Throughout the course of history, even the grandest thinkers and doers have often found it necessary to abandon all worldly pursuits of knowledge or action in favor of gaining additional quantities of the most vital need of non-impoverished humanity: sleep. Such is my course.
To the detriment of my own slumber habits, my youngest child has willfully, and with much excitement, decided that dawn, with its magestic views of a rising sun and otherworldly colors, is the highlight of every day, and sleeping through it must be what some call a sin or what others call insanity. And so she wakes every morning with a cry of jubilance and anguish, anxious for the morning light but angered by the light-blocking shade plastered across her bedroom window. I hear the first faint wails, dampened by the blaring humidifier in the hall, but as the cries grow louder I open my heavy eyelids and try to imagine a worse time of day to be awake. She greets me with a smile, so adorably ignorant of her tortuous ways, and points a dainty finger toward the door. "Free me from this wretched prison of a crib," her expressions say, and I do, and, as we arrive at the foot of the stairs, she squirms out of my grasp and crawls her way to freedom. She pulls herself up to the windowsill, bends and pulls at the blinds, and peaks out into the glaring morning light as though it's the most precious gift anyone could give her.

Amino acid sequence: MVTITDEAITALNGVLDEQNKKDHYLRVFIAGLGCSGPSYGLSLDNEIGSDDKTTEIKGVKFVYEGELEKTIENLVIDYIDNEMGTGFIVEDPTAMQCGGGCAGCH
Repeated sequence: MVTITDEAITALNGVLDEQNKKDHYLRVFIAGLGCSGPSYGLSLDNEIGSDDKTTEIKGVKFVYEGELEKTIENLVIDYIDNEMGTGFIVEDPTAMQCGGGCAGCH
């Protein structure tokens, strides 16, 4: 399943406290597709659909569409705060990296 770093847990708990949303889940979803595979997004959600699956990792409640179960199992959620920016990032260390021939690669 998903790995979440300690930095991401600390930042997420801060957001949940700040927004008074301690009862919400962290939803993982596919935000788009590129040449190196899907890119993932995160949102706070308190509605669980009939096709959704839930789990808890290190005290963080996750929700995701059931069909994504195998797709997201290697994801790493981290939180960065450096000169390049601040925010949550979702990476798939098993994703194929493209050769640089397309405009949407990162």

Then I throw her in her playpen and lay on the couch. She cries, and in my sleep-deprived dementia I may feel some sense of guilt or parental negligence, but it is a weak sensation and one that is easily dismissed.
So do remember, my youngest child, when you chronicle the history of your life, to note your father's willingness to rise with you so early in the morning, to let you gaze upon the universal beauty of a sunrise. And also, my sweetness, please forget my subsequent neglect, for I am only human, and I suffer the same needs as most. I do not ask your forgiveness, and I do not ask your allegiance. I ask only for a little sleep.
Really, is that so much?
This post was originally shared on my at-home parenting blog, The Daily Writer, which has long since vanished. I’ve migrated many of the posts to this site for sentimental reasons.